Lori Shines With an Empty Canvas
To say that art made its way into Lori’s life at the right time would be an understatement. Lori had recently lost her mother and reacted by isolating herself from others. Battling depression and struggling to envision her life without her mom, Lori was in need of something to help restore her spirit. In search of an outlet for her emotions, she joined MENTOR Oregon’s Brooklyn Art Space Alternative to Employment program, a center-based day program that teaches and encourages the use of art to enrich the lives of adults with intellectual and developmental disabilities.
Gaining Skills and Confidence through Art
During her first weeks at the program, Lori chose to keep to herself and quietly grieve for her mother. She also struggled with an overwhelming fear of separation from staff members, which limited her participation in the program’s daily activities. Eventually, though, after being exposed to a variety of art mediums—and with a little encouragement—she began to realize that a paintbrush and an empty canvas could help her communicate things she sometimes had trouble putting into words.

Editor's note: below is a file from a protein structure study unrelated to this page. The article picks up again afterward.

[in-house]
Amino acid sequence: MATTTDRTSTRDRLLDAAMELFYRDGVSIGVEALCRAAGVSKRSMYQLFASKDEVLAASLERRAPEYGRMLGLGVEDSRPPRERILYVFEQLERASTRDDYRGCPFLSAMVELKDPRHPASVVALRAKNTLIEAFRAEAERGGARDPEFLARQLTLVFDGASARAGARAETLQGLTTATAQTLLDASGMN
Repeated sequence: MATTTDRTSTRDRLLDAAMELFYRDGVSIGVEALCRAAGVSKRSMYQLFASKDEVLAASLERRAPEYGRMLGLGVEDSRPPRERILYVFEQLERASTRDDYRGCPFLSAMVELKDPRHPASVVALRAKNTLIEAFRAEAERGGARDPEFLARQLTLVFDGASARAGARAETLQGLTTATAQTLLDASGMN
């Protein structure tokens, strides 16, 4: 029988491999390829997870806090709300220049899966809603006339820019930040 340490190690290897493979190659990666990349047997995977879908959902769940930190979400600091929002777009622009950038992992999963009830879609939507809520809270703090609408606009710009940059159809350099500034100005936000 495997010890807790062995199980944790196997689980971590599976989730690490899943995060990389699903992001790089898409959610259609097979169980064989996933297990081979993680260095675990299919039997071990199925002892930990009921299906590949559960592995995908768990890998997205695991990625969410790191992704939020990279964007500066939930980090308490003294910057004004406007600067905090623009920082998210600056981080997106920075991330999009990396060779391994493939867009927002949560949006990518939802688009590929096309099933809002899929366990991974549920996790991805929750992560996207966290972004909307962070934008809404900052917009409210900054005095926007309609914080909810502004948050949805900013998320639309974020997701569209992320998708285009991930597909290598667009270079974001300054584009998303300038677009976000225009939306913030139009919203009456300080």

Painting quickly became Lori’s form of release; her form of communication; and a way for her to remember her mother. This revelation not only opened a door to a new hobby, but it also helped Lori gain a new found drive and sense of confidence.
“Painting proved to be a powerful vehicle for Lori to express her feelings and work through her grief,” said Chris Knox, the art coordinator at the Brooklyn site. “She learned that art doesn’t always have to be happy. She was encouraged to paint pictures that expressed her feelings—whether they were positive or negative.”
The turning point for Lori occurred with the creation of a painting she titled “Mom & Fire.” The piece was an expression of the love she had for her mother and her own feelings of overcoming loss and loneliness. It was appreciated by both staff members and peers and Lori beamed with pride when it sold at a local art show.